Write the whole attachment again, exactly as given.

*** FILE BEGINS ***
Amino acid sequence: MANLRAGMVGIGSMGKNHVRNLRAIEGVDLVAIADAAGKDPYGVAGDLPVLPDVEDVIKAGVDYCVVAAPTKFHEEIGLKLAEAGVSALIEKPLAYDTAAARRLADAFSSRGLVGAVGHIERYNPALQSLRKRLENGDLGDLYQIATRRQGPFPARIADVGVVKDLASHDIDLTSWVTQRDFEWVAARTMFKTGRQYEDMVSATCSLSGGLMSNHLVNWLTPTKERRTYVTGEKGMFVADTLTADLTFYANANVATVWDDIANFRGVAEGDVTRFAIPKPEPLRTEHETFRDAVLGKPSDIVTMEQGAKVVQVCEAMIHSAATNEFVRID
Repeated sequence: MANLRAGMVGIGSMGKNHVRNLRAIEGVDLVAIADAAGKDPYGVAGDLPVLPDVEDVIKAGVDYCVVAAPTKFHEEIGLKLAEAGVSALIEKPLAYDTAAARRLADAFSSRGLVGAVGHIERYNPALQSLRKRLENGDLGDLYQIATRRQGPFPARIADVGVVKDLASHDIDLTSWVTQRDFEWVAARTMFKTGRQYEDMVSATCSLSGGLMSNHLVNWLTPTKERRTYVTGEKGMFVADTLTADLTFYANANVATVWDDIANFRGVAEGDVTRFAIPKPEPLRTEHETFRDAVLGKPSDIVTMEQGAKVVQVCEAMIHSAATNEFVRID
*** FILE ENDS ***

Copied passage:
Amino acid sequence: MANLRAGMVGIGSMGKNHVRNLRAIEGVDLVAIADAAGKDPYGVAGDLPVLPDVEDVIKAGVDYCVVAAPTKFHEEIGLKLAEAGVSALIEKPLAYDTAAARRLADAFSSRGLVGAVGHIERYNPALQSLRKRLENGDLGDLYQIATRRQGPFPARIADVGVVKDLASHDIDLTSWVTQRDFEWVAARTMFKTGRQYEDMVSATCSLSGGLMSNHLVNWLTPTKERRTYVTGEKGMFVADTLTADLTFYANANVATVWDDIANFRGVAEGDVTRFAIPKPEPLRTEHETFRDAVLGKPSDIVTMEQGAKVVQVCEAMIHSAATNEFVRID
Repeated sequence: MANLRAGMVGIGSMGKNHVRNLRAIEGVDLVAIADAAGKDPYGVAGDLPVLPDVEDVIKAGVDYCVVAAPTKFHEEIGLKLAEAGVSALIEKPLAYDTAAARRLADAFSSRGLVGAVGHIERYNPALQSLRKRLENGDLGDLYQIATRRQGPFPARIADVGVVKDLASHDIDLTSWVTQRDFEWVAARTMFKTGRQYEDMVSATCSLSGGLMSNHLVNWLTPTKERRTYVTGEKGMFVADTLTADLTFYANANVATVWDDIANFRGVAEGDVTRFAIPKPEPLRTEHETFRDAVLGKPSDIVTMEQGAKVVQVCEAMIHSAATNEFVRID